The other piece of good news is that there’s a limit to what the human eye can and can’t see and that threshold can be partially defined in terms of certain variables. Buying diamonds with features that are substantially above those visible thresholds is a waste of money.
So, going back to our objective – to help you purchase the best-value diamond within your budget – we want to find diamonds that are just barely above the thresholds that make them as pretty to our eyes as possible.
In the 2nd part of this article, I detail guidelines for what and where the thresholds are for each of the key variables that make diamonds visually attractive – so we can spend our limited budget on the features we can actually see and enjoy.
Buying the Wrong Diamond for You
While some diamonds are objectively bad because of certain variables, other variables are more a matter of personal preference.
The ring’s style, setting, and color are all areas where you’ll want to understand your fiancée’s preferences. In addition to knowing the ring’s characteristics – which may affect what diamond you’ll get – you’ll want to know what shape diamond your future-fiancée wants.
To do this, I highly recommend taking your future fiancée to go try on rings together at a high-end retailer. Not only will you have the perfect opportunity to get her ring size accurately measured but you’ll also get to see a lot of styles, shapes, and sizes side by side.
And, of course, you might avoid buying the worst diamond that you could possibly buy: the diamond that you didn’t need to buy.
Information Asymmetry Disadvantage
Information asymmetry is an economic concept where one party in a transaction has more or better information than the other. Let’s say that Schmartha Fluert, the famous television personality and homemaker, finds out that the Food and Drug Administration (FDA) is going to announce tomorrow that a biopharmaceutical company, KloneCo, is not going to have their new drug approved for public use. If Schmartha Fluert were to attempt to sell her shares of KloneCo before the FDA made this information available to anyone else, the Securities and Exchange Commission (SEC) might call this “insider trading.” I would call it an excellent (and purely hypothetical) example of information asymmetry because the seller, Schmartha, has important information that buyers don’t have.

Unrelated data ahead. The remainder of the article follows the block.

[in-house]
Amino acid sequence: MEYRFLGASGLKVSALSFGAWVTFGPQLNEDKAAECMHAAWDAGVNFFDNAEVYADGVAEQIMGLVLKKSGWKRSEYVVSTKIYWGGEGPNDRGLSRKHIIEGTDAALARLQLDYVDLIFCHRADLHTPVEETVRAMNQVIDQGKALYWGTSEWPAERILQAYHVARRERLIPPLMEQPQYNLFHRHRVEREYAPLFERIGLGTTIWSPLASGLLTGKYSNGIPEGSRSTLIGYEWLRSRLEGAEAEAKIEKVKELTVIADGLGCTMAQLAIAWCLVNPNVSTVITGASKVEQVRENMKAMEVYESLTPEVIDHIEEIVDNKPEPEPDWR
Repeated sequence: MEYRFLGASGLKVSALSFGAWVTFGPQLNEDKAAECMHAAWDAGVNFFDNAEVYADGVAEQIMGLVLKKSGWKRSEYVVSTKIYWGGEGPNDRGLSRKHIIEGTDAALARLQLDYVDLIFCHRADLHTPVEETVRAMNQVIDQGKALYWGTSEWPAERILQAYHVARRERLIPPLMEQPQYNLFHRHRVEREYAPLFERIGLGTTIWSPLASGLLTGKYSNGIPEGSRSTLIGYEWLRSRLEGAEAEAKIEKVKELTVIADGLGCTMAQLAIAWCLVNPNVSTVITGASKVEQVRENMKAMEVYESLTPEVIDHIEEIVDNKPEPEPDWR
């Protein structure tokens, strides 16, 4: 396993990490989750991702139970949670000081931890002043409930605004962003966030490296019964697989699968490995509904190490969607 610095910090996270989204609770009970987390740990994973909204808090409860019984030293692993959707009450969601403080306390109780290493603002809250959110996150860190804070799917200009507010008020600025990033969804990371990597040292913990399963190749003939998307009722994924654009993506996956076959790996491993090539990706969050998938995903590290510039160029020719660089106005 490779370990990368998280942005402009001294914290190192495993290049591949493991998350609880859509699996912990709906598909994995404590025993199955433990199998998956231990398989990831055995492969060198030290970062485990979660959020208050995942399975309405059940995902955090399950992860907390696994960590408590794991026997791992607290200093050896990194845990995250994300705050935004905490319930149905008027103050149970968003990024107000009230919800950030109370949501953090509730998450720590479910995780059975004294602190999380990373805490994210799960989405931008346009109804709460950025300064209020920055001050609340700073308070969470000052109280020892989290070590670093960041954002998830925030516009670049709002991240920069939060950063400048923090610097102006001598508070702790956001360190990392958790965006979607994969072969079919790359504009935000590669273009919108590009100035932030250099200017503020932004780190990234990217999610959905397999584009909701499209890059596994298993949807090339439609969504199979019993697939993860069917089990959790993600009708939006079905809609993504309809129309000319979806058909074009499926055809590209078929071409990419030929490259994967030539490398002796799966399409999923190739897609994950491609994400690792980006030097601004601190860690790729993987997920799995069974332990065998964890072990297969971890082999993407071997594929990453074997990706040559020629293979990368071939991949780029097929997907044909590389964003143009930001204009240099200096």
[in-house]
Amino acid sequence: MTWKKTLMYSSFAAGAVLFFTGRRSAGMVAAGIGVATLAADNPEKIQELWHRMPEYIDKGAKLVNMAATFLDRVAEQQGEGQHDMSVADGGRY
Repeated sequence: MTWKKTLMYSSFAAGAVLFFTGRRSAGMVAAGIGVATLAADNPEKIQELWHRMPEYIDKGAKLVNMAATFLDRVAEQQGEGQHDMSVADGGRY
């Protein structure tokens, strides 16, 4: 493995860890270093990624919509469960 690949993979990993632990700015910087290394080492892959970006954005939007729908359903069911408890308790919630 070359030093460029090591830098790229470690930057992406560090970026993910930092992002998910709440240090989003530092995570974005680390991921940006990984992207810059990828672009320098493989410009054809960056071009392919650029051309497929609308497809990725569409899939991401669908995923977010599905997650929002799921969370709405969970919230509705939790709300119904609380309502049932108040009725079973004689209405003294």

While buying a diamond from a jeweler is similar to buying Schmartha’s KloneCo shares, there are 2 main differences: 1) There are laws against what Schmartha allegedly did and 2) Schmartha’s information was truly a secret while information about the diamonds you’re considering is much more knowable. That means that while you’re not really protected from shady diamonds retailers (“buyer beware”), you can educate yourself so that you can avoid bad deals.
Finally, buying an engagement ring is not something you do every day. But selling engagement rings is something that jewelers do every day. You are at an inherent disadvantage in the jewelry buyer-seller relationship – both in terms of the information you have and the experience you have at the bargaining table.
The follow-up to this article and the additional resources I’ve put together contain the minimum information you need to help overcome this information asymmetry.
Beware False Confidence
But don’t get over-confident. No matter how much you research, you’ll probably never have more expertise or knowledge than the seller. Worse yet, once you’ve learned a little about diamonds and rings (usually the basics of the “4 Cs” from your local, overpriced jeweler), it’s easy to fool yourself into thinking you know enough to make an educated decision.
So arm yourself with as much information as you can, don’t be afraid to go to retailers multiple times to extract knowledge and prices from them. Just be sure not to be seduced by your jeweler, who will work their hardest to make you like and trust them.
Beware of Diamond Decision Fatigue
Decision fatigue “refers to the deteriorating quality of decisions made by an individual after a long session of decision making.”
Because of the overwhelming volume of novel information that’s going to be thrown at you and the number of decisions you’ll be asked to make when selecting a diamond, “Diamond Decision Fatigue” can leave you open to being manipulated into buying something you don’t understand or want.
Purchasing a diamond isn’t meant to be easy. But avoid the temptation to simply trust whatever jeweler is in front of you when you’re most exhausted. So when you find yourself suffering from Diamond Decision Fatigue and don’t want to get ripped off: stop and take a break.